On September 5th, 1912, a 22-year-old white woman named Ellen Grice claimed two black men tried to rape her, but were unsuccessful because they were scared away by her mother. The Forsyth County Sheriff arrested five black men for the alleged assault. News of the attack and arrests caused quite a stir in the surrounding black communities. A vocal black preacher, named Grant Smith, appealed to the Sheriff to release the men. He claimed there wasn’t much evidence to hold all five men accountable for assault, and also suggested that one of the men could have already been in a consensual relationship with Grice. Many whites were outraged by Smith’s allegations and an angry mob beat and horse-whipped the preacher on the steps of the courthouse, almost taking his life.

A week later, on September 12th, 1912, an 18-year-old white woman named Mae Crow was raped and beaten in the Big Creek community of Forsyth County Georgia. The next morning Crow’s body was found half-naked, bloody, and hidden under a pile of leaves. Her skull had been bludgeoned with a stone, but she was alive and barely breathing. Searchers would allegedly find a small pocket mirror at the scene of the crime that was said to belong to Ernest Knox, a 16-year-old black boy from Cumming, Georgia. Knox was arrested at his home, then subjected to a mock lynching, which led to his coerced confession for the attack on Crow.

As word spread of the attack on Crow and the confession by Knox, whites became increasingly angry. It wasn’t long before a lynch mob formed in front of the jailhouse where Knox was being detained. Officers had to sneak Knox out the back door late that evening, just to keep him from being hanged. He was taken to a jail in Atlanta for his protection, but would soon stand trial for the attack. The next day, four additional men (Oscar Daniel, Rob Edwards, Jane Daniel, and Ed Collin) were arrested and taken into custody, suspected to be accomplices to the 16-year-old. All of them are Black. Soon, another angry mob of more than 2,000 whites stormed the county jail, gaining access to the cells. They shot and killed Rob Edwards, dragged his body from the jailhouse, and hung him from a telephone pole in the town square.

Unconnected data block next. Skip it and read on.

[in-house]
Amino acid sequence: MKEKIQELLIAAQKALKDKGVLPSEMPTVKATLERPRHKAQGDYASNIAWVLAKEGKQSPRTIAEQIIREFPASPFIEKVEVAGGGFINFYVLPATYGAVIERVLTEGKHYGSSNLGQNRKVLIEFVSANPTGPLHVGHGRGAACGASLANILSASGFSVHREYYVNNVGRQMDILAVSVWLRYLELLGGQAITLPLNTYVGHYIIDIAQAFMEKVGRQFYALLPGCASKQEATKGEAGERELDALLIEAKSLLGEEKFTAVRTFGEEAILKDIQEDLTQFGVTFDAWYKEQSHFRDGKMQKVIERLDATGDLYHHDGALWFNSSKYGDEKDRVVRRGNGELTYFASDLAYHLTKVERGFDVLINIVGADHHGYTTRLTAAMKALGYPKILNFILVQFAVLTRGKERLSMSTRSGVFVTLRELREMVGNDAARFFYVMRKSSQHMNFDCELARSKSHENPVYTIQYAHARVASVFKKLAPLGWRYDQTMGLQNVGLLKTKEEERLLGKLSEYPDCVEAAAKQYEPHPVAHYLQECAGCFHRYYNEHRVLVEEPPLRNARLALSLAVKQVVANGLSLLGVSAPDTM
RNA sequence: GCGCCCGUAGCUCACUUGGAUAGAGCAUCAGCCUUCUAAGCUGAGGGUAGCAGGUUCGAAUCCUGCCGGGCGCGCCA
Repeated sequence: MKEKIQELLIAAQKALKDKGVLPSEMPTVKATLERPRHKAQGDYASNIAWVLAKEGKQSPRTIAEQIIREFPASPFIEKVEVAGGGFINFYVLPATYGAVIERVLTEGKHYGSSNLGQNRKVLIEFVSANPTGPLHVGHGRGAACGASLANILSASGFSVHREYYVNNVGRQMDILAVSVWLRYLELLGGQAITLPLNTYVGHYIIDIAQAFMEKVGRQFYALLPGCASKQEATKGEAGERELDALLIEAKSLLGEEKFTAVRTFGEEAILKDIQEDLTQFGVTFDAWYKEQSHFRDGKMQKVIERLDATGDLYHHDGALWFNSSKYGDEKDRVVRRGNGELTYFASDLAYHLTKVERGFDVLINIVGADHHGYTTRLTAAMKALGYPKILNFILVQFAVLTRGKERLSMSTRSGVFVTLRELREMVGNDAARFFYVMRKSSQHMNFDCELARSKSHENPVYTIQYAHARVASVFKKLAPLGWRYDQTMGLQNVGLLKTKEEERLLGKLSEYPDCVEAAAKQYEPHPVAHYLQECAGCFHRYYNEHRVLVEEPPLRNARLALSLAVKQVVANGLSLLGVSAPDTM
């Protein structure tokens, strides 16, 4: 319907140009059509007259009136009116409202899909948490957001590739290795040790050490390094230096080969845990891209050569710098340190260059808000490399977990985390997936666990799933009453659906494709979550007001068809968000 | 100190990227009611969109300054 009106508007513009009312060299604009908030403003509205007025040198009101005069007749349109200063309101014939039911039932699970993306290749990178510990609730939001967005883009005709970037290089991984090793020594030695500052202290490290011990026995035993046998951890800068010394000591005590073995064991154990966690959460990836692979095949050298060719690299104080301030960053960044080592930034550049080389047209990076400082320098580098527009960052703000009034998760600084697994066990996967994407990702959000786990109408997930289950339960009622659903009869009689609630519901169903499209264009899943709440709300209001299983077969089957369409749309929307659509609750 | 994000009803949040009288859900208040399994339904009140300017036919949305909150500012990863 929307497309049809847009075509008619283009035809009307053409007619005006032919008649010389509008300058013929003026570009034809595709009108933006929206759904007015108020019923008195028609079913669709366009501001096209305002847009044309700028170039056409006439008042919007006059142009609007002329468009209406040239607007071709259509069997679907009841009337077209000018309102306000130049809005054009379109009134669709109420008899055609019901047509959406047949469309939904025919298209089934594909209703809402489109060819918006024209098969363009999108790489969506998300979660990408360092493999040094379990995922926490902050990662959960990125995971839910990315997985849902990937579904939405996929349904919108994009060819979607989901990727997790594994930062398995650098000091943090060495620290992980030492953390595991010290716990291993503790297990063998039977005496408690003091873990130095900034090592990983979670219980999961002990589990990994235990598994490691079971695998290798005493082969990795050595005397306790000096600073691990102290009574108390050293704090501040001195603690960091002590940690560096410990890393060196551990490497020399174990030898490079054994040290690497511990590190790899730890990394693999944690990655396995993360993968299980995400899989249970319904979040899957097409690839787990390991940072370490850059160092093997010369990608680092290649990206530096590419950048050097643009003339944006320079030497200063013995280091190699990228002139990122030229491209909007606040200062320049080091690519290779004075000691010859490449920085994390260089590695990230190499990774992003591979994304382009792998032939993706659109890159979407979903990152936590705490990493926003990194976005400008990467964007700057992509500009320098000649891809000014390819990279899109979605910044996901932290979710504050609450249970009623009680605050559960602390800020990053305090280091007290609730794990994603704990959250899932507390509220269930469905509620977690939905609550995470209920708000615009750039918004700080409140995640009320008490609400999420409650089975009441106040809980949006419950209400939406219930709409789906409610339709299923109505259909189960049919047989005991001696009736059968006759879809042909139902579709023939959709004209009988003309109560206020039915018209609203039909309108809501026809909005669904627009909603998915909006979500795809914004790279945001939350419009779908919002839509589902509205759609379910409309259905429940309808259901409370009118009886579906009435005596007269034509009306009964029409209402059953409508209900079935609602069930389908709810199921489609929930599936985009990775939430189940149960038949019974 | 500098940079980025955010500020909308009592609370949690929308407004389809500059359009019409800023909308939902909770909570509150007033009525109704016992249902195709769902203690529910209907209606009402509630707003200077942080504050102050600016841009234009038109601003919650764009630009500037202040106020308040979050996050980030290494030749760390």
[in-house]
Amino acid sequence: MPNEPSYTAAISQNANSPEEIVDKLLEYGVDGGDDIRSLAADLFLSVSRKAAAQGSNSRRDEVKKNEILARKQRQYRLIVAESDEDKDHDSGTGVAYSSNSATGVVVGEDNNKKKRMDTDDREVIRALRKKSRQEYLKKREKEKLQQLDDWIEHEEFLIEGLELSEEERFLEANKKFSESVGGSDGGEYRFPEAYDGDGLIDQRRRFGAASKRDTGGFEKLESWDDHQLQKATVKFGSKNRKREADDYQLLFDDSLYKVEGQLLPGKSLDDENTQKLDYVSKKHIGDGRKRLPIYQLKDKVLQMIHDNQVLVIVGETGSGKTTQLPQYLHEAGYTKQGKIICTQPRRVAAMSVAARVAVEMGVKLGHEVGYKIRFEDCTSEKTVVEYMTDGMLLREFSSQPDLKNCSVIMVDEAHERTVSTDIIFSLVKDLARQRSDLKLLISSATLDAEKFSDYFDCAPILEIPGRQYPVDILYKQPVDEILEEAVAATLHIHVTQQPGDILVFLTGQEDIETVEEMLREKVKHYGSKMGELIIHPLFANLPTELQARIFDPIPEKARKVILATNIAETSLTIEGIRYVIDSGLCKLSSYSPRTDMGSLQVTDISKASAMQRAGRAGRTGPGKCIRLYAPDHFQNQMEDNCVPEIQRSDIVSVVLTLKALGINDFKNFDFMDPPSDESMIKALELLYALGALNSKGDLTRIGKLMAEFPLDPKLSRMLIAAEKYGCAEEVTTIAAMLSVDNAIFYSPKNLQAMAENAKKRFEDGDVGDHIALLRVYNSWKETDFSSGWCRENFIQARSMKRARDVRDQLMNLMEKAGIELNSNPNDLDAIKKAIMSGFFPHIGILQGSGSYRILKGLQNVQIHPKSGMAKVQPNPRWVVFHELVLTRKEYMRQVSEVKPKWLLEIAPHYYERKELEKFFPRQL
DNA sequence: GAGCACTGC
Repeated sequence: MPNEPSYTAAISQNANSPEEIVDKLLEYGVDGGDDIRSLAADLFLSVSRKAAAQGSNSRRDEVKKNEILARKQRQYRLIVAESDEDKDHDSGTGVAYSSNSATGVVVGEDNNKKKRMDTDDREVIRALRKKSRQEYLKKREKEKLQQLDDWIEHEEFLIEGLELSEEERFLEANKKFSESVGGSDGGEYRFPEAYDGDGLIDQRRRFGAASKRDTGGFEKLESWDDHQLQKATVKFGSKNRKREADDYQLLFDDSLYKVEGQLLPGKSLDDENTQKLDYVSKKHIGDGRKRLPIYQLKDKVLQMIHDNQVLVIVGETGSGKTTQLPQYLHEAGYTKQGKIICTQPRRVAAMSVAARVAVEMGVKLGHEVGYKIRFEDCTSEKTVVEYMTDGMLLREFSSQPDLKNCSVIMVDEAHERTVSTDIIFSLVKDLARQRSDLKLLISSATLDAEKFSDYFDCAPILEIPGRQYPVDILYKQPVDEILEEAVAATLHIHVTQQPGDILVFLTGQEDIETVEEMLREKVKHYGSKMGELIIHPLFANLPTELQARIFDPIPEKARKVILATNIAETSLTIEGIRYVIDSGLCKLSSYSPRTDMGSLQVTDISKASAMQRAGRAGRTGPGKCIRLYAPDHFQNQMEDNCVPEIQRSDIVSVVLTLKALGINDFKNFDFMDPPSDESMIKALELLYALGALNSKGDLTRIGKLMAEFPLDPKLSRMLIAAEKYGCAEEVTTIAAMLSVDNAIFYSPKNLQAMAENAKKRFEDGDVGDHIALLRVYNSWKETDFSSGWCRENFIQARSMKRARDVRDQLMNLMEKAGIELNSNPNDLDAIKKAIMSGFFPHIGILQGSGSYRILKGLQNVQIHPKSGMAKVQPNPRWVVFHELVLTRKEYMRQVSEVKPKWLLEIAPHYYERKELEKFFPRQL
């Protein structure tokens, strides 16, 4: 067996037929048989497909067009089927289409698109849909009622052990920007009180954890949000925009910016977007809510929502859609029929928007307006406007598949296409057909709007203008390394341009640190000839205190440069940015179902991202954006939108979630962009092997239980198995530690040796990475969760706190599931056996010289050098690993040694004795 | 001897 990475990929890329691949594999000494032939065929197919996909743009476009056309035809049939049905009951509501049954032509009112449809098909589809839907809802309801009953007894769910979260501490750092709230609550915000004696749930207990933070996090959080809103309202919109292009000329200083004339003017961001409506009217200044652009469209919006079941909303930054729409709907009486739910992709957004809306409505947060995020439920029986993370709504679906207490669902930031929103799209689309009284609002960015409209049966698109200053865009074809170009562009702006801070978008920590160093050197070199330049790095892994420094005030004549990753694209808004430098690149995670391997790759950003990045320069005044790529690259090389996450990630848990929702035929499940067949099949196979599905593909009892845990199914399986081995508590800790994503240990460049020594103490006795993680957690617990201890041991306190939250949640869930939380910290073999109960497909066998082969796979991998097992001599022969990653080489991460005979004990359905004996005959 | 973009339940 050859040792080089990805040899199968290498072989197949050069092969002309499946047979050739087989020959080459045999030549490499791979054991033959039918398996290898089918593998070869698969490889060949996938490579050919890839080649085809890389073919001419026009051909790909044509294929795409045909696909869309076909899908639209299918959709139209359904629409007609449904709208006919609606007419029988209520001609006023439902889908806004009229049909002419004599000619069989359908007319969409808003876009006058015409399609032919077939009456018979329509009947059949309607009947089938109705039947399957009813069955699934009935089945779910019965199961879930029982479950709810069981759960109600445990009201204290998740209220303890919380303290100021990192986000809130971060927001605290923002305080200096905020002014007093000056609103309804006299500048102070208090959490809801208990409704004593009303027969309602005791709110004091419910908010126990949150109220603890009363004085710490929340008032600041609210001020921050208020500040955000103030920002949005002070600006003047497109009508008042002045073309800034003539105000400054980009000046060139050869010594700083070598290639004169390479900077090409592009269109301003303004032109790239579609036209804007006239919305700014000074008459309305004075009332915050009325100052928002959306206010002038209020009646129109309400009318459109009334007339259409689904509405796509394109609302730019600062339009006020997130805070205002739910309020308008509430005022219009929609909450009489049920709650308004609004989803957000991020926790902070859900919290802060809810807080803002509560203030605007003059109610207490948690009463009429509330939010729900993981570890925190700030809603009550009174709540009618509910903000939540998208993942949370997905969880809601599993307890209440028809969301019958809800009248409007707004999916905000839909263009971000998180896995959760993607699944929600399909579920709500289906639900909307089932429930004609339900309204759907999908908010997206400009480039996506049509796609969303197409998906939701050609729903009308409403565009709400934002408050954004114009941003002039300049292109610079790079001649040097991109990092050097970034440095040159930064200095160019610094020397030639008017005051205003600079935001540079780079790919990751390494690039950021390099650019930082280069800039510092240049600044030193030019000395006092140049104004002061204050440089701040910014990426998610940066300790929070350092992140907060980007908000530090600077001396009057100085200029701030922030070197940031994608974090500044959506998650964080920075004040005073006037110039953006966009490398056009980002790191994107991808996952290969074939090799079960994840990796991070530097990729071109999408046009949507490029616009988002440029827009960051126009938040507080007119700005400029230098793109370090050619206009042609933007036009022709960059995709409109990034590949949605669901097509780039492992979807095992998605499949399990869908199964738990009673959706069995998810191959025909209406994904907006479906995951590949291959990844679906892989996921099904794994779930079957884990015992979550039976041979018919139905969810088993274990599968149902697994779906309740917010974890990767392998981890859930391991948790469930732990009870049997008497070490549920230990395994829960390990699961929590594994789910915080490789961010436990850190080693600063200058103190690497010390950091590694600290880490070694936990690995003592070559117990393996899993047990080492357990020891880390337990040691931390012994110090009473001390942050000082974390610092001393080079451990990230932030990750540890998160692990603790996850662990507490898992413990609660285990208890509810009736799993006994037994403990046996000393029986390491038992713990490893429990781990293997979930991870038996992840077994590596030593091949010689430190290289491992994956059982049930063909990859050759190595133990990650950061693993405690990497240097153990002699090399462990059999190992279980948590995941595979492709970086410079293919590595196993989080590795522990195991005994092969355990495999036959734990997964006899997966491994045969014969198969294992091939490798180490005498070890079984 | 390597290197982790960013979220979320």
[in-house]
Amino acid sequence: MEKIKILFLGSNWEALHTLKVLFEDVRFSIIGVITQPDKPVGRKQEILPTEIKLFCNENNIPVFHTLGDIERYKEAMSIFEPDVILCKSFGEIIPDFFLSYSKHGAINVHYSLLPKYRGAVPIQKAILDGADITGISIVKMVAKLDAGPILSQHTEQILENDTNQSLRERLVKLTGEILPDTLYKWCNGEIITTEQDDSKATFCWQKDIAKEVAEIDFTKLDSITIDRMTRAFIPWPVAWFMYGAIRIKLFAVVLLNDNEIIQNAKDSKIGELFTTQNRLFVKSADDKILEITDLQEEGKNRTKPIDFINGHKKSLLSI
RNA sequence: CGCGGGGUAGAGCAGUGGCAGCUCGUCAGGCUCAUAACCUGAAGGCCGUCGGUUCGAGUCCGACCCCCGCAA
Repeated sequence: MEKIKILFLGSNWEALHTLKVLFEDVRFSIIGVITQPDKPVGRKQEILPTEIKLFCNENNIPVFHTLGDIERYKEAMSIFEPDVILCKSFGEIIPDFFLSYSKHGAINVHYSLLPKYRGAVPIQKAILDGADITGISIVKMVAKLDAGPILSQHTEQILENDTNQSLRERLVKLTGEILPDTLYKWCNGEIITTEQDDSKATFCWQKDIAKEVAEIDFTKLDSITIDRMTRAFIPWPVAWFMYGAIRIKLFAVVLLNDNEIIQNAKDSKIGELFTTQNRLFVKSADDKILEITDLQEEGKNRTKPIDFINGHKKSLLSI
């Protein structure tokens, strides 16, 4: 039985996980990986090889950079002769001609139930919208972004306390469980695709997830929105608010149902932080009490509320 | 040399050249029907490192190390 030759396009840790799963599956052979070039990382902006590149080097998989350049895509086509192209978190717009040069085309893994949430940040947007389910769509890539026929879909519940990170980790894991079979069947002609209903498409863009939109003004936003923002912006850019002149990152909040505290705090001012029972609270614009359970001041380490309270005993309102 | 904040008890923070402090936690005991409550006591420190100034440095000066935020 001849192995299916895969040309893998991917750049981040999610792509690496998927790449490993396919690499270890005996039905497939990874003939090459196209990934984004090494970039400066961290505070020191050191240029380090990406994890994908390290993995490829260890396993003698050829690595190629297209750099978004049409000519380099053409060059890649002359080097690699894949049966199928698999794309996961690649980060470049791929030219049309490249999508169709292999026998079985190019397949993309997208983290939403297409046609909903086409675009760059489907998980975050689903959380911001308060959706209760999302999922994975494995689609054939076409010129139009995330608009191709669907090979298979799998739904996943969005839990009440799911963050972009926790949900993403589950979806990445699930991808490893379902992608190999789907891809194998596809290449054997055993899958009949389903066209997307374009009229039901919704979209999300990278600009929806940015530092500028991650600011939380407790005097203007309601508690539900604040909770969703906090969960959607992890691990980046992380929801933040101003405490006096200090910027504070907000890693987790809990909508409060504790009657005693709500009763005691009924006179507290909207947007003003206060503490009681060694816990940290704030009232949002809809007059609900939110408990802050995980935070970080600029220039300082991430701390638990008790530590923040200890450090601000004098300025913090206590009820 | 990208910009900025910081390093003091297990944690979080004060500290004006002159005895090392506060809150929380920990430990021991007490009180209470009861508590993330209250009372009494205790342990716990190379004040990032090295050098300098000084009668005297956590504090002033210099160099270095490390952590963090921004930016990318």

Ernest Knox and Oscar Daniel were both found guilty of the rape of Mae Crow. They were sentenced to death by hanging, even though it was illegal by state law at the time. 8,000 whites congregated in the town square of Cumming to watch two teenage boys publicly hanged for an alleged crime they never truly had the opportunity to fight. It was after this hanging that the terror would begin to spread, as a white group of terrorists known as the “Night Riders” would make it their mission to run every black person they came across out of town.

Oscarville would end up being one of their main targets, and over the short period of just a few years, 98% of its black residents would end up either leaving their homes or being murdered for refusal to move. Black property deeds found their way into the hands of white neighbors without any bill of sale or transfer. This effectively allowed many whites to steal the land once owned by their black counterparts when they were driven out by the “Night Riders.” More than 1,100 blacks would lose their livelihood, and in little time, the once functioning African-American town of Oscarville would be a ghost town.